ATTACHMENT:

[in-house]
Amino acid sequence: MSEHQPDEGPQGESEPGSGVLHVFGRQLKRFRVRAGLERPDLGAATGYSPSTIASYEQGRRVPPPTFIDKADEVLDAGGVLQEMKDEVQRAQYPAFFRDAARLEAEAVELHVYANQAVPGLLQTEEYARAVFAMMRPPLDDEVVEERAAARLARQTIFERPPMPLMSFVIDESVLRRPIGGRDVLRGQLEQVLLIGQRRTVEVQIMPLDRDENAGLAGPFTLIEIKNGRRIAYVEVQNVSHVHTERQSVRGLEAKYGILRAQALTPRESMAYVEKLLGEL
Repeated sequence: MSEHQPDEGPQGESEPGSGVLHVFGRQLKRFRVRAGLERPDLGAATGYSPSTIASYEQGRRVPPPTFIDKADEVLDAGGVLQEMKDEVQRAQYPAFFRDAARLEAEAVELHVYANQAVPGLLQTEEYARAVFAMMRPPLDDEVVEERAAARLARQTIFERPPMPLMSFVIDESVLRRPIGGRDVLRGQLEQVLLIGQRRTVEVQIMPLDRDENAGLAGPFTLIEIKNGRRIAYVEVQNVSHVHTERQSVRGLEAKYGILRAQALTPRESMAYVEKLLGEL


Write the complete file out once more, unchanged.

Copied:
[in-house]
Amino acid sequence: MSEHQPDEGPQGESEPGSGVLHVFGRQLKRFRVRAGLERPDLGAATGYSPSTIASYEQGRRVPPPTFIDKADEVLDAGGVLQEMKDEVQRAQYPAFFRDAARLEAEAVELHVYANQAVPGLLQTEEYARAVFAMMRPPLDDEVVEERAAARLARQTIFERPPMPLMSFVIDESVLRRPIGGRDVLRGQLEQVLLIGQRRTVEVQIMPLDRDENAGLAGPFTLIEIKNGRRIAYVEVQNVSHVHTERQSVRGLEAKYGILRAQALTPRESMAYVEKLLGEL
Repeated sequence: MSEHQPDEGPQGESEPGSGVLHVFGRQLKRFRVRAGLERPDLGAATGYSPSTIASYEQGRRVPPPTFIDKADEVLDAGGVLQEMKDEVQRAQYPAFFRDAARLEAEAVELHVYANQAVPGLLQTEEYARAVFAMMRPPLDDEVVEERAAARLARQTIFERPPMPLMSFVIDESVLRRPIGGRDVLRGQLEQVLLIGQRRTVEVQIMPLDRDENAGLAGPFTLIEIKNGRRIAYVEVQNVSHVHTERQSVRGLEAKYGILRAQALTPRESMAYVEKLLGEL